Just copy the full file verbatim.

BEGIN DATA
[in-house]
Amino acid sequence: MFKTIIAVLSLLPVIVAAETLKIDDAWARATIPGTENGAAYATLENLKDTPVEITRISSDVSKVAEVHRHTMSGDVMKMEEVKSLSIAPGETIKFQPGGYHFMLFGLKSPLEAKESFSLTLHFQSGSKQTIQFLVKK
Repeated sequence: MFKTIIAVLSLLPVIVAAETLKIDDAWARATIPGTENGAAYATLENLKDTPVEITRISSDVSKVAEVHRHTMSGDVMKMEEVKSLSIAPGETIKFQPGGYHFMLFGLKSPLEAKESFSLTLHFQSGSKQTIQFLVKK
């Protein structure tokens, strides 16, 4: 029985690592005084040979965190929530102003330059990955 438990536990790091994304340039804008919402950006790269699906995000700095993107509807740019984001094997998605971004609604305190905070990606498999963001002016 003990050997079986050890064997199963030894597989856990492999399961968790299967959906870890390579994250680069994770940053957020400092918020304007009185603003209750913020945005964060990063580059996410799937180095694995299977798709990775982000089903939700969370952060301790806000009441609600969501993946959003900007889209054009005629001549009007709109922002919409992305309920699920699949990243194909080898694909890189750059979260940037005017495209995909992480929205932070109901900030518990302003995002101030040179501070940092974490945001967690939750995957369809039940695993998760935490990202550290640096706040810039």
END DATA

[in-house]
Amino acid sequence: MFKTIIAVLSLLPVIVAAETLKIDDAWARATIPGTENGAAYATLENLKDTPVEITRISSDVSKVAEVHRHTMSGDVMKMEEVKSLSIAPGETIKFQPGGYHFMLFGLKSPLEAKESFSLTLHFQSGSKQTIQFLVKK
Repeated sequence: MFKTIIAVLSLLPVIVAAETLKIDDAWARATIPGTENGAAYATLENLKDTPVEITRISSDVSKVAEVHRHTMSGDVMKMEEVKSLSIAPGETIKFQPGGYHFMLFGLKSPLEAKESFSLTLHFQSGSKQTIQFLVKK
């Protein structure tokens, strides 16, 4: 029985690592005084040979965190929530102003330059990955 438990536990790091994304340039804008919402950006790269699906995000700095993107509807740019984001094997998605971004609604305190905070990606498999963001002016 003990050997079986050890064997199963030894597989856990492999399961968790299967959906870890390579994250680069994770940053957020400092918020304007009185603003209750913020945005964060990063580059996410799937180095694995299977798709990775982000089903939700969370952060301790806000009441609600969501993946959003900007889209054009005629001549009007709109922002919409992305309920699920699949990243194909080898694909890189750059979260940037005017495209995909992480929205932070109901900030518990302003995002101030040179501070940092974490945001967690939750995957369809039940695993998760935490990202550290640096706040810039």